Going to the South Asian country of Bangladesh is like traveling back a century in a time machine. Animals pull plows. People still travel by boat. Electricity is rare. I lived with my wife and baby daughter, worked, partook in the language, food and music, and made friends there. I learned a lot.
I don’t mean to minimize the problems that exist in poor countries like Bangladesh. But when our national attention only shifts there for 30 seconds every few years to note some calamity, we don’t know that country. It is no more fair to see the rest of the world just in terms of “current events” than it is to represent our country only as a place where crazies with automatic rifles randomly gun down strangers. Does it happen? Yes. The sum total of our life and culture? Hardly. Don’t we owe it to the rest of the world to assume that is more going on than disasters?
There’s a certain symbolism in this picture of a kid who has practiced his (Bengali) letters with charcoal on dried palm leaves because he can’t afford paper and pencil. The kid considered himself to be privileged what with having a shot at literacy. So why should we pity him? Don’t we all know that Abraham Lincoln grew up dirt poor, the son of clever, hardworking... and illiterate parents? Didn’t Abe have to struggle for his education, using charcoal to write on everything but paper? Didn’t he work hard and become a great thinker, writer and leader of his country?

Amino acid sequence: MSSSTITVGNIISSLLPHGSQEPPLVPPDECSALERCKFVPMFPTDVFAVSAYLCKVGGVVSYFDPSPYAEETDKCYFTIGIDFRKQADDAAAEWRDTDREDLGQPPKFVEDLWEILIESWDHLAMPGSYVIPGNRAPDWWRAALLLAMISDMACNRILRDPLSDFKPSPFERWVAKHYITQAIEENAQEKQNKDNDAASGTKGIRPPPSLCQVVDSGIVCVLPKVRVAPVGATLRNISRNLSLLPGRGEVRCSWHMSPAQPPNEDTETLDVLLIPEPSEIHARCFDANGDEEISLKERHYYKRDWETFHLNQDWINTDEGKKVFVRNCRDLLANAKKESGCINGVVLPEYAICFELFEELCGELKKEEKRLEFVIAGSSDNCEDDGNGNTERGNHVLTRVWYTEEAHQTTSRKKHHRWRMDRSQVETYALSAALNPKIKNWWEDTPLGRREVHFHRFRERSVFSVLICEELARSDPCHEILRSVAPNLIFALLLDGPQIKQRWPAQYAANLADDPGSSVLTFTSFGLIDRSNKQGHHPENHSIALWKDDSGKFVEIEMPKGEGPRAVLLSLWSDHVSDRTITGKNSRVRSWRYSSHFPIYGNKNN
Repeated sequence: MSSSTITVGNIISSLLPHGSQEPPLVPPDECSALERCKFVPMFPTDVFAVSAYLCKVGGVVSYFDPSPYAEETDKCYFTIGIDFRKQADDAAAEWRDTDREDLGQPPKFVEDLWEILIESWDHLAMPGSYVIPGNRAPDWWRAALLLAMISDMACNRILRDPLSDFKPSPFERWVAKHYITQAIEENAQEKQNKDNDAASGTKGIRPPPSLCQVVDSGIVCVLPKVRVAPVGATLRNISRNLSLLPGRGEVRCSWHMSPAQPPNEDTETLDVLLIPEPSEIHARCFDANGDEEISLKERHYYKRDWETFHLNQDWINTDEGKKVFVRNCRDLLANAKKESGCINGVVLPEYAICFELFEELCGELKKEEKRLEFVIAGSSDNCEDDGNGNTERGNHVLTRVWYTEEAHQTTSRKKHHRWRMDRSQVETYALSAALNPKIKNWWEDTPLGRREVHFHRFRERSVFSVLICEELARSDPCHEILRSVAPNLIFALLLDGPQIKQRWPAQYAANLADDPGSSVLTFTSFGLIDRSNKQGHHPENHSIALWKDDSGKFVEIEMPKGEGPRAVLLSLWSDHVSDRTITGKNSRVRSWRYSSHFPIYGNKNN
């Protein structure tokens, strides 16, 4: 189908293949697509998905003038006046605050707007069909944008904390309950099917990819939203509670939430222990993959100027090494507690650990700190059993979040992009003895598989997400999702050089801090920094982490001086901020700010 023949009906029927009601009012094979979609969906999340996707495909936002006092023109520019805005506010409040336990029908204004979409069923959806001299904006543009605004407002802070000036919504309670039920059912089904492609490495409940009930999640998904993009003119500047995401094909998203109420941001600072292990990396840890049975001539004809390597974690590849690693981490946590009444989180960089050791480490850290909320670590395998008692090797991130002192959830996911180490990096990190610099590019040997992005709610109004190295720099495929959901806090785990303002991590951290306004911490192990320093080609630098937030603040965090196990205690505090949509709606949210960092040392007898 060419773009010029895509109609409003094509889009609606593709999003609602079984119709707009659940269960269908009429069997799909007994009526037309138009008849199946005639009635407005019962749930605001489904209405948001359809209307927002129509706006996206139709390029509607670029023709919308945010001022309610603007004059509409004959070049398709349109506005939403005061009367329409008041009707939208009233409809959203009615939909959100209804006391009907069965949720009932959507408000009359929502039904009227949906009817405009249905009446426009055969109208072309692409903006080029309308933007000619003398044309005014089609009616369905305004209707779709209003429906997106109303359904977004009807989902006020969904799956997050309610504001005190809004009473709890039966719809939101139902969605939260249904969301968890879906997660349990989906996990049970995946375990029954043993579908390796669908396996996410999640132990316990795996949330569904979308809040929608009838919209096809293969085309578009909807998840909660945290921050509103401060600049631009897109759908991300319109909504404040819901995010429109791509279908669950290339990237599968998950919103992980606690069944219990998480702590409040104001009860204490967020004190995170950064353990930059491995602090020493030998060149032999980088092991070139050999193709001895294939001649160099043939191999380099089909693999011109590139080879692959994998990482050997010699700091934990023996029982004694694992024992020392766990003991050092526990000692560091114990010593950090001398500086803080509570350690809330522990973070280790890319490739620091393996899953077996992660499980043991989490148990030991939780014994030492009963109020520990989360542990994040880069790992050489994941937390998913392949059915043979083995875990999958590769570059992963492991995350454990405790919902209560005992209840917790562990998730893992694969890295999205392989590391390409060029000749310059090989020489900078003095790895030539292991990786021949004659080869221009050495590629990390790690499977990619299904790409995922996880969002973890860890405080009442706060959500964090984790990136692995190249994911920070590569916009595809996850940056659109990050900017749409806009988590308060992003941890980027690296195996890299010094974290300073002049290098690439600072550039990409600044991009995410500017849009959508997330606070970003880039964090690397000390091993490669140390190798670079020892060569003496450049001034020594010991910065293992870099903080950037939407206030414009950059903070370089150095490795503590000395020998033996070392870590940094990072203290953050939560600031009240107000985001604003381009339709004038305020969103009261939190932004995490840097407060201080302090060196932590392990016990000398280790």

The scarcity that produces grinding poverty in Bangladesh also forces its people to substitute ingenuity for abundance. I like to think some of that spirit rubs off into this web site.
Join me for a bit and I’ll show you some cool ways people in Bangladesh provide for food, shelter and clothing. How they get around for short and long hops. And then check out some unique occupations—from brick breakers to snake charmers. I’ll even unravel the mysteries of the Asian squat toilet.
Note: It has been almost two decades since I lived in Bangladesh. If you visited the country you still will not mistake it for Kansas, but things are changing. A large textile industry has taken hold. When I was there we would hear of people drilling wells for water and encountering dangerous flammable gas. Now natural gas is starting to fuel the economy. I hear that certain powers are trying to ban the bicycle rickshaws. f some of the things you see in the following pages are outdated, then that is all the more reason I want to document the ingenuity that was, just as I love to read Eric Sloane books about early American technology and architecture. The last page has some updates.